After being humiliated in the Stilson, placing 22nd and 18th out of 30 boats as a young staff member, my best friend Aaron and I were determined to attain the highest level of respect at the camp. That spring, Aaron and I worked at his cottage in Georgian Bay. After work, we would canoe and focus on the attributes that make paddling more efficient. Having spoken to many legends of the Stilson, we became accustomed to the qualities that make a better Stilson team: switching paddling sides before the boat turns to maintain a straight course, using the “mud” stroke to minimized inefficient splashing and pull more water per stroke, keeping a steady core, being sure not to rock backwards to maintain forward momentum, and many more.
Working at the cottage alone allowed Aaron and I to focus. We began to see ourselves as professional athletes, with every though and every movement bearing the Stilson in mind. We strategized and came up with new ideas four months before race day. Our training was grueling, and each day we spent working towards our goal, the greater the pressure we felt to win.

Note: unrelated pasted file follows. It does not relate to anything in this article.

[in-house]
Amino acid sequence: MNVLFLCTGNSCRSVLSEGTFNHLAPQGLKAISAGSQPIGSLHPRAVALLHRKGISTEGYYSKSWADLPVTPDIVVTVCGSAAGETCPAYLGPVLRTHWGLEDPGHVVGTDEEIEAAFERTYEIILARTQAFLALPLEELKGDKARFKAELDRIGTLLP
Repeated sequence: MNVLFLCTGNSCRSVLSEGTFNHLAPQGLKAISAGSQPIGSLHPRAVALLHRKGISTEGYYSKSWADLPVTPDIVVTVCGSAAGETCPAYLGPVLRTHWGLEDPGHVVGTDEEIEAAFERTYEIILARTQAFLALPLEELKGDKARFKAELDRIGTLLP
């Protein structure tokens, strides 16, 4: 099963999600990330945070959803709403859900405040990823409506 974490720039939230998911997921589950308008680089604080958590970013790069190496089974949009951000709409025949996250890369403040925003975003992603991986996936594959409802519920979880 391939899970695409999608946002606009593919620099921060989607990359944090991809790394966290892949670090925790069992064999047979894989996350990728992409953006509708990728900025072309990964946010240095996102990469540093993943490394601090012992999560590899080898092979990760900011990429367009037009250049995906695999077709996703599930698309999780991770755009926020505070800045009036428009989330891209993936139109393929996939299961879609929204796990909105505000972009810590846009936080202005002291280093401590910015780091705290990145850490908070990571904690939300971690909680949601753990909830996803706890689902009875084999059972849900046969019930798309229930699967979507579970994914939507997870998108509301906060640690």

To most, it seems trivial to put so much time, thought, and emotion into a camp canoe race. What these people do not understand is the level of intensity and passion that everyone at the camp has for the Stilson. It is the only topic of conversation in the days preceding the race, and often on race day I have seen racers vomit behind the canoe docks to the overwhelming stress.
After our second year at the cottage, race day was finally here. Three solid years of training and hard work had been built up in anticipation for this race. A year of disappointment in finishing third the year before, this had to be our year. The atmosphere is tense as we walk from our cabins to breakfast.